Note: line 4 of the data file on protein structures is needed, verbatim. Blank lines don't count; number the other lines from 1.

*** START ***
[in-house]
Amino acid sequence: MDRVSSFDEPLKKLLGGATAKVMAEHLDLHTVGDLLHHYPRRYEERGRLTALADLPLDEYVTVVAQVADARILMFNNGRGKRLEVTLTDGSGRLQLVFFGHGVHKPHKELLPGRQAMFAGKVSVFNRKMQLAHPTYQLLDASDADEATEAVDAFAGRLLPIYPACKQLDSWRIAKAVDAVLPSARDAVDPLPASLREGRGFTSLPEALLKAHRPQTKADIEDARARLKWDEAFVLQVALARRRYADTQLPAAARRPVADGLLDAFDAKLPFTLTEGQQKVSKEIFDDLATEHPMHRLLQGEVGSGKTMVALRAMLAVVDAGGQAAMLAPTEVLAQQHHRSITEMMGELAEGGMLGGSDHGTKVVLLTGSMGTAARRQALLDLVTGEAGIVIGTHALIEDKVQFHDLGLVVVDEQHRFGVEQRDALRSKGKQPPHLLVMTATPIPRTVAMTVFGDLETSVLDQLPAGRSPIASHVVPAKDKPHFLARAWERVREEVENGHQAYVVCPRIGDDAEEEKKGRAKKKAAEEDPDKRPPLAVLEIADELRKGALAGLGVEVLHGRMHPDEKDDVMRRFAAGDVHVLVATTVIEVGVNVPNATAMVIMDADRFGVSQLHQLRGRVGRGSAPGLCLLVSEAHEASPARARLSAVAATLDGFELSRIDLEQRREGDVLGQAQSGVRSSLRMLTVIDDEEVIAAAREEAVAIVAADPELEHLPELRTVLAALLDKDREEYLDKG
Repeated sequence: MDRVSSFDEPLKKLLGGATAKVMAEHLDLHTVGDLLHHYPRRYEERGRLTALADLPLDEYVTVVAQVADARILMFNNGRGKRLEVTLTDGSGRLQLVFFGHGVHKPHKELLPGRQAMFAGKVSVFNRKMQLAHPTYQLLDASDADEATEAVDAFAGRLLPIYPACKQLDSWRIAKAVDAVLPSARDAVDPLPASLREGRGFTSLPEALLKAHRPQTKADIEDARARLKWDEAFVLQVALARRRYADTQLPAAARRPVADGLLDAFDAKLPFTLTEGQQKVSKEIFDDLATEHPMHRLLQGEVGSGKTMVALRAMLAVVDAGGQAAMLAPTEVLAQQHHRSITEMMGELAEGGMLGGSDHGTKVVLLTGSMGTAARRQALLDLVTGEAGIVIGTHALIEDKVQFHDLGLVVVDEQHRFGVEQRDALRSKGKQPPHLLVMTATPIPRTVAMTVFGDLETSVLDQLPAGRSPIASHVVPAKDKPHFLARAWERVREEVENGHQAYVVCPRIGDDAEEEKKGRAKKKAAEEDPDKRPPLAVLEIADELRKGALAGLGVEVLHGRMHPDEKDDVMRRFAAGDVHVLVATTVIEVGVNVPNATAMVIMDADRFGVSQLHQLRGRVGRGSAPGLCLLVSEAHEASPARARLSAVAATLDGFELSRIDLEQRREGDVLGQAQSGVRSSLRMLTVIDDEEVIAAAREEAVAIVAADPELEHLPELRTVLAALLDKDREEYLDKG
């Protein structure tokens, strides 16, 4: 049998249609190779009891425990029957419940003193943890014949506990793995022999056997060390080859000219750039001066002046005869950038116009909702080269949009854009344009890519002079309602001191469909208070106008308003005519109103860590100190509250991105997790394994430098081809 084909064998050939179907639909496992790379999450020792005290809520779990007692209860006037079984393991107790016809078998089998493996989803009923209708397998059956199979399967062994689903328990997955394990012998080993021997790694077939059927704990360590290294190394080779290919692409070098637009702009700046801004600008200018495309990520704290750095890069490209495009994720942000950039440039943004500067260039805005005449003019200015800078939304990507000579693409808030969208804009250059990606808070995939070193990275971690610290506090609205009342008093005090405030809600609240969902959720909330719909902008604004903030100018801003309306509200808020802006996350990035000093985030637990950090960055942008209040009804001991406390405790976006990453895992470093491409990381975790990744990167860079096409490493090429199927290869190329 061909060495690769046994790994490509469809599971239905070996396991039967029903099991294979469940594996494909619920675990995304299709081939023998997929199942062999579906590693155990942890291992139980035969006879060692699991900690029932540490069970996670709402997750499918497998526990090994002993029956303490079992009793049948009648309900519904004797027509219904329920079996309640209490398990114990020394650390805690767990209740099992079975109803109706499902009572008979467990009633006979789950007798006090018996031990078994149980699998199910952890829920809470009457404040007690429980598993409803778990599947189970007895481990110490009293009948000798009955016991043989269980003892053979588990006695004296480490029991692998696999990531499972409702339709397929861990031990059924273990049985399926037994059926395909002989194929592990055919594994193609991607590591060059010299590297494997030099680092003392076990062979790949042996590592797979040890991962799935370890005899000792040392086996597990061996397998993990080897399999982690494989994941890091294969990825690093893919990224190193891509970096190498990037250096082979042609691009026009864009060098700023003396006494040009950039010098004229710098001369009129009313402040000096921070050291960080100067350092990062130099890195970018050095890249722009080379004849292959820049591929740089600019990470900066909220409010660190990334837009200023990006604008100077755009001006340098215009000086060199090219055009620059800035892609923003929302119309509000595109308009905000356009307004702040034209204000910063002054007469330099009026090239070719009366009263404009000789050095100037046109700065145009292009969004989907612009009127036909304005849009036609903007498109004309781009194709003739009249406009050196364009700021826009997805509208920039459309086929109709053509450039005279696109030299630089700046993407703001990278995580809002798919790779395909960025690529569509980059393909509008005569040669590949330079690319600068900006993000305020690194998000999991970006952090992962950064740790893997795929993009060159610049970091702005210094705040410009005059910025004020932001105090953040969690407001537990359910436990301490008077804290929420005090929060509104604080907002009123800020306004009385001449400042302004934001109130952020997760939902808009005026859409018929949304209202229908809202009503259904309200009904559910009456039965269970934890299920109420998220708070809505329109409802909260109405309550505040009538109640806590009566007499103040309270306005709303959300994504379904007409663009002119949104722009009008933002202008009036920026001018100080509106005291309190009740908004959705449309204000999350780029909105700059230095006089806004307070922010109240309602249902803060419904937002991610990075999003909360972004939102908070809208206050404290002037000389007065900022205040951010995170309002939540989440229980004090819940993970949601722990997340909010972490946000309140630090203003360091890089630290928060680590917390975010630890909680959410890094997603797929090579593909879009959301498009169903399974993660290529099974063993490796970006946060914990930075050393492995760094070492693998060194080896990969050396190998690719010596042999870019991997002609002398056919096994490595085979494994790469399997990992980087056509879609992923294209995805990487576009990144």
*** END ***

């Protein structure tokens, strides 16, 4: 049998249609190779009891425990029957419940003193943890014949506990793995022999056997060390080859000219750039001066002046005869950038116009909702080269949009854009344009890519002079309602001191469909208070106008308003005519109103860590100190509250991105997790394994430098081809 084909064998050939179907639909496992790379999450020792005290809520779990007692209860006037079984393991107790016809078998089998493996989803009923209708397998059956199979399967062994689903328990997955394990012998080993021997790694077939059927704990360590290294190394080779290919692409070098637009702009700046801004600008200018495309990520704290750095890069490209495009994720942000950039440039943004500067260039805005005449003019200015800078939304990507000579693409808030969208804009250059990606808070995939070193990275971690610290506090609205009342008093005090405030809600609240969902959720909330719909902008604004903030100018801003309306509200808020802006996350990035000093985030637990950090960055942008209040009804001991406390405790976006990453895992470093491409990381975790990744990167860079096409490493090429199927290869190329 061909060495690769046994790994490509469809599971239905070996396991039967029903099991294979469940594996494909619920675990995304299709081939023998997929199942062999579906590693155990942890291992139980035969006879060692699991900690029932540490069970996670709402997750499918497998526990090994002993029956303490079992009793049948009648309900519904004797027509219904329920079996309640209490398990114990020394650390805690767990209740099992079975109803109706499902009572008979467990009633006979789950007798006090018996031990078994149980699998199910952890829920809470009457404040007690429980598993409803778990599947189970007895481990110490009293009948000798009955016991043989269980003892053979588990006695004296480490029991692998696999990531499972409702339709397929861990031990059924273990049985399926037994059926395909002989194929592990055919594994193609991607590591060059010299590297494997030099680092003392076990062979790949042996590592797979040890991962799935370890005899000792040392086996597990061996397998993990080897399999982690494989994941890091294969990825690093893919990224190193891509970096190498990037250096082979042609691009026009864009060098700023003396006494040009950039010098004229710098001369009129009313402040000096921070050291960080100067350092990062130099890195970018050095890249722009080379004849292959820049591929740089600019990470900066909220409010660190990334837009200023990006604008100077755009001006340098215009000086060199090219055009620059800035892609923003929302119309509000595109308009905000356009307004702040034209204000910063002054007469330099009026090239070719009366009263404009000789050095100037046109700065145009292009969004989907612009009127036909304005849009036609903007498109004309781009194709003739009249406009050196364009700021826009997805509208920039459309086929109709053509450039005279696109030299630089700046993407703001990278995580809002798919790779395909960025690529569509980059393909509008005569040669590949330079690319600068900006993000305020690194998000999991970006952090992962950064740790893997795929993009060159610049970091702005210094705040410009005059910025004020932001105090953040969690407001537990359910436990301490008077804290929420005090929060509104604080907002009123800020306004009385001449400042302004934001109130952020997760939902808009005026859409018929949304209202229908809202009503259904309200009904559910009456039965269970934890299920109420998220708070809505329109409802909260109405309550505040009538109640806590009566007499103040309270306005709303959300994504379904007409663009002119949104722009009008933002202008009036920026001018100080509106005291309190009740908004959705449309204000999350780029909105700059230095006089806004307070922010109240309602249902803060419904937002991610990075999003909360972004939102908070809208206050404290002037000389007065900022205040951010995170309002939540989440229980004090819940993970949601722990997340909010972490946000309140630090203003360091890089630290928060680590917390975010630890909680959410890094997603797929090579593909879009959301498009169903399974993660290529099974063993490796970006946060914990930075050393492995760094070492693998060194080896990969050396190998690719010596042999870019991997002609002398056919096994490595085979494994790469399997990992980087056509879609992923294209995805990487576009990144």